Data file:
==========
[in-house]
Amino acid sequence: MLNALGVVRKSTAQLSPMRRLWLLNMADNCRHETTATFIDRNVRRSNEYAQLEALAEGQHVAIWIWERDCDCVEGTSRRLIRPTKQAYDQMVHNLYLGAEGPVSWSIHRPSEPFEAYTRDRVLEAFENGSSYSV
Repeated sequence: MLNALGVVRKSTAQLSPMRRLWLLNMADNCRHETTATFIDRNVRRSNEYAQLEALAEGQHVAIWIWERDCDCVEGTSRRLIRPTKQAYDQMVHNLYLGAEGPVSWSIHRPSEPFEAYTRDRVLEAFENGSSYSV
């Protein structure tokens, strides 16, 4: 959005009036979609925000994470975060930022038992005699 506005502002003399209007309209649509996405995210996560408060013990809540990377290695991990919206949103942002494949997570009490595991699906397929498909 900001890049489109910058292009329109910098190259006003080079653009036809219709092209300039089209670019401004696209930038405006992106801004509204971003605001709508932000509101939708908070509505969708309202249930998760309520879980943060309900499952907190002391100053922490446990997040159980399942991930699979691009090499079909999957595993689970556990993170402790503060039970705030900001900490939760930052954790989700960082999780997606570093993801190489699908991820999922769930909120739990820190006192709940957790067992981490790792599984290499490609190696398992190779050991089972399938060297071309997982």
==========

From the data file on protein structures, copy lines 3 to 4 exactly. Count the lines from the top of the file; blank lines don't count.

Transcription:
Repeated sequence: MLNALGVVRKSTAQLSPMRRLWLLNMADNCRHETTATFIDRNVRRSNEYAQLEALAEGQHVAIWIWERDCDCVEGTSRRLIRPTKQAYDQMVHNLYLGAEGPVSWSIHRPSEPFEAYTRDRVLEAFENGSSYSV
């Protein structure tokens, strides 16, 4: 959005009036979609925000994470975060930022038992005699 506005502002003399209007309209649509996405995210996560408060013990809540990377290695991990919206949103942002494949997570009490595991699906397929498909 900001890049489109910058292009329109910098190259006003080079653009036809219709092209300039089209670019401004696209930038405006992106801004509204971003605001709508932000509101939708908070509505969708309202249930998760309520879980943060309900499952907190002391100053922490446990997040159980399942991930699979691009090499079909999957595993689970556990993170402790503060039970705030900001900490939760930052954790989700960082999780997606570093993801190489699908991820999922769930909120739990820190006192709940957790067992981490790792599984290499490609190696398992190779050991089972399938060297071309997982």